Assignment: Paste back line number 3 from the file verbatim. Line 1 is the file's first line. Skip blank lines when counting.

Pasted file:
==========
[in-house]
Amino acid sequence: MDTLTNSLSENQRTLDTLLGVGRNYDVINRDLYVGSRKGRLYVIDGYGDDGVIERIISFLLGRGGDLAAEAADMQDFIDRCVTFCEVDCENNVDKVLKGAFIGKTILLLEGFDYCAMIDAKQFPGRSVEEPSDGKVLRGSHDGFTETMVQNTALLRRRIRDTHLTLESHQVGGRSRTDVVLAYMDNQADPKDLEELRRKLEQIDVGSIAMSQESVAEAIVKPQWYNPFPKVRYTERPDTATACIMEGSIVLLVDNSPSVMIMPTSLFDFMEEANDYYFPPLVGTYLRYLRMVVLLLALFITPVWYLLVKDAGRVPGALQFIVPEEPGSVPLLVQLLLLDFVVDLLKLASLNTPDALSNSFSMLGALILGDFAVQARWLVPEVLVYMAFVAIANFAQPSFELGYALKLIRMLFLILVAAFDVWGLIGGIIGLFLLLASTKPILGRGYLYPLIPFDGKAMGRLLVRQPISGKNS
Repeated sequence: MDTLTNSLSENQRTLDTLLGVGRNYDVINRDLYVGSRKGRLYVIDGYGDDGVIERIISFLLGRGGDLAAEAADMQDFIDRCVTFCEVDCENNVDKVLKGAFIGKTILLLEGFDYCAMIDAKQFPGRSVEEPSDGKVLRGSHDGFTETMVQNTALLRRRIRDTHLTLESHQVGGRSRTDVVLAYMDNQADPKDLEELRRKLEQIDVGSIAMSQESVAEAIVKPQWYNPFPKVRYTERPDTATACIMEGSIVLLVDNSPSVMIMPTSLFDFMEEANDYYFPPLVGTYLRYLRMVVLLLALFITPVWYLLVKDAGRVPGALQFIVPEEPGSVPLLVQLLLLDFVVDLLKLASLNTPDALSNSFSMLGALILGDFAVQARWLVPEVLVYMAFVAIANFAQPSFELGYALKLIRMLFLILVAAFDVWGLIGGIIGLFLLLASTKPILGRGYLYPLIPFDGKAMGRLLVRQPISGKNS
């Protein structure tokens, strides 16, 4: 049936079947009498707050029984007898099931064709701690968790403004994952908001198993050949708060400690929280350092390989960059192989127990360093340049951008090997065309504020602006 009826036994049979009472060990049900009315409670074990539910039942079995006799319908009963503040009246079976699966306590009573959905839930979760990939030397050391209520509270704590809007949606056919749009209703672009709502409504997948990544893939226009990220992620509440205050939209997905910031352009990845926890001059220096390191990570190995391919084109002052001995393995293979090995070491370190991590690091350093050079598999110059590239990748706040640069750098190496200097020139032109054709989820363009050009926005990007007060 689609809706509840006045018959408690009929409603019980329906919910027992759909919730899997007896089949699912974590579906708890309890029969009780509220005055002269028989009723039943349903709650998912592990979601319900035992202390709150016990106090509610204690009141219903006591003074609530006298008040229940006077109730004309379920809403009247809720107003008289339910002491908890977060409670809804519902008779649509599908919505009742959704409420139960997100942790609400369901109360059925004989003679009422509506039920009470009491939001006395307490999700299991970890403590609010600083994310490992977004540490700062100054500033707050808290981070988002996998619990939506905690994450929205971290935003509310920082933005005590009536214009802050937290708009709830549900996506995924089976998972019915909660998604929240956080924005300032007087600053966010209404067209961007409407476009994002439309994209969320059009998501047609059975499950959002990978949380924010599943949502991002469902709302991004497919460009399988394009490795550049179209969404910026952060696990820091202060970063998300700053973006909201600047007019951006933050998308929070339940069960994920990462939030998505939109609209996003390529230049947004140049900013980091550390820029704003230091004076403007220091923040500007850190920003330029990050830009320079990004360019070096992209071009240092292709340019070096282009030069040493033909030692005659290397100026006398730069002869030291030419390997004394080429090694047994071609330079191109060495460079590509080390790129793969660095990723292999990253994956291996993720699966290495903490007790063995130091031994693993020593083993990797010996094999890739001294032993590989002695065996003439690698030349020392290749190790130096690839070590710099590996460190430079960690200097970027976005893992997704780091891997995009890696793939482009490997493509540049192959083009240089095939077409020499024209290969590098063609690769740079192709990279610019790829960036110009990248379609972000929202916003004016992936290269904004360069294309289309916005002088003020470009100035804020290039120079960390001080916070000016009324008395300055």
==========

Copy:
Repeated sequence: MDTLTNSLSENQRTLDTLLGVGRNYDVINRDLYVGSRKGRLYVIDGYGDDGVIERIISFLLGRGGDLAAEAADMQDFIDRCVTFCEVDCENNVDKVLKGAFIGKTILLLEGFDYCAMIDAKQFPGRSVEEPSDGKVLRGSHDGFTETMVQNTALLRRRIRDTHLTLESHQVGGRSRTDVVLAYMDNQADPKDLEELRRKLEQIDVGSIAMSQESVAEAIVKPQWYNPFPKVRYTERPDTATACIMEGSIVLLVDNSPSVMIMPTSLFDFMEEANDYYFPPLVGTYLRYLRMVVLLLALFITPVWYLLVKDAGRVPGALQFIVPEEPGSVPLLVQLLLLDFVVDLLKLASLNTPDALSNSFSMLGALILGDFAVQARWLVPEVLVYMAFVAIANFAQPSFELGYALKLIRMLFLILVAAFDVWGLIGGIIGLFLLLASTKPILGRGYLYPLIPFDGKAMGRLLVRQPISGKNS